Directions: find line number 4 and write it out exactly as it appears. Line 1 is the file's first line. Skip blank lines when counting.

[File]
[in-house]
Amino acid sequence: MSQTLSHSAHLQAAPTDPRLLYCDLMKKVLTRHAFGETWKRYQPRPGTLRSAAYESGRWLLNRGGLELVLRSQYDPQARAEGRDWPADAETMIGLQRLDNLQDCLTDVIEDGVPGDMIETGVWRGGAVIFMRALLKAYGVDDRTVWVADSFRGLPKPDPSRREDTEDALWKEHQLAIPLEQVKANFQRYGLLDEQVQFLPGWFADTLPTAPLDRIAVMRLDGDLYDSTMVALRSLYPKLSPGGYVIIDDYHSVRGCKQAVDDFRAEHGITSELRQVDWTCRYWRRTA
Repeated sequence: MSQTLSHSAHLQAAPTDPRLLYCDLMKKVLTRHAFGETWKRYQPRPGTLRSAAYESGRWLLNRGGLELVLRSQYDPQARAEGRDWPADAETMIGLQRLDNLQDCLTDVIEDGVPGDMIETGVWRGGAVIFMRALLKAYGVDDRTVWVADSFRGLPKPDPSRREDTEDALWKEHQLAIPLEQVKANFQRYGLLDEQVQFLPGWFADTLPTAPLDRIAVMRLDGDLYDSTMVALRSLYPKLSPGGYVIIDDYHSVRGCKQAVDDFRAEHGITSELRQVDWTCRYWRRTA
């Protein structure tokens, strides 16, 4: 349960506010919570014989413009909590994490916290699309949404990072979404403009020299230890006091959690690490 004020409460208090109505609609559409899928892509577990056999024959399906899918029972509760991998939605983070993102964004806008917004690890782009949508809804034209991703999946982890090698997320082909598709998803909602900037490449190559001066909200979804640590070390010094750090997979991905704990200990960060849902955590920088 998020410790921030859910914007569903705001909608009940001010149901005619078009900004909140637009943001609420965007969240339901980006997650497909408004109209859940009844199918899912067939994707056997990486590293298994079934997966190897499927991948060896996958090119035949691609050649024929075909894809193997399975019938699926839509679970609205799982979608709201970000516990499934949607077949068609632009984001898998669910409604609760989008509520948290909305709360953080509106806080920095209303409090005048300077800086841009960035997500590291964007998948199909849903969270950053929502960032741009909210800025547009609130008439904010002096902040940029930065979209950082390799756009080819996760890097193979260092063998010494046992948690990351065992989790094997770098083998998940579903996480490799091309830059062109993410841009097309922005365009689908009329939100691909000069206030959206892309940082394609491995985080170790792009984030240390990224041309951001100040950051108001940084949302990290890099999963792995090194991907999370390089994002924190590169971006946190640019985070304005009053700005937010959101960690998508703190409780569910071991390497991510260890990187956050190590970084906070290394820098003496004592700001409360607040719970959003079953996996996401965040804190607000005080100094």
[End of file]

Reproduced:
């Protein structure tokens, strides 16, 4: 349960506010919570014989413009909590994490916290699309949404990072979404403009020299230890006091959690690490 004020409460208090109505609609559409899928892509577990056999024959399906899918029972509760991998939605983070993102964004806008917004690890782009949508809804034209991703999946982890090698997320082909598709998803909602900037490449190559001066909200979804640590070390010094750090997979991905704990200990960060849902955590920088 998020410790921030859910914007569903705001909608009940001010149901005619078009900004909140637009943001609420965007969240339901980006997650497909408004109209859940009844199918899912067939994707056997990486590293298994079934997966190897499927991948060896996958090119035949691609050649024929075909894809193997399975019938699926839509679970609205799982979608709201970000516990499934949607077949068609632009984001898998669910409604609760989008509520948290909305709360953080509106806080920095209303409090005048300077800086841009960035997500590291964007998948199909849903969270950053929502960032741009909210800025547009609130008439904010002096902040940029930065979209950082390799756009080819996760890097193979260092063998010494046992948690990351065992989790094997770098083998998940579903996480490799091309830059062109993410841009097309922005365009689908009329939100691909000069206030959206892309940082394609491995985080170790792009984030240390990224041309951001100040950051108001940084949302990290890099999963792995090194991907999370390089994002924190590169971006946190640019985070304005009053700005937010959101960690998508703190409780569910071991390497991510260890990187956050190590970084906070290394820098003496004592700001409360607040719970959003079953996996996401965040804190607000005080100094």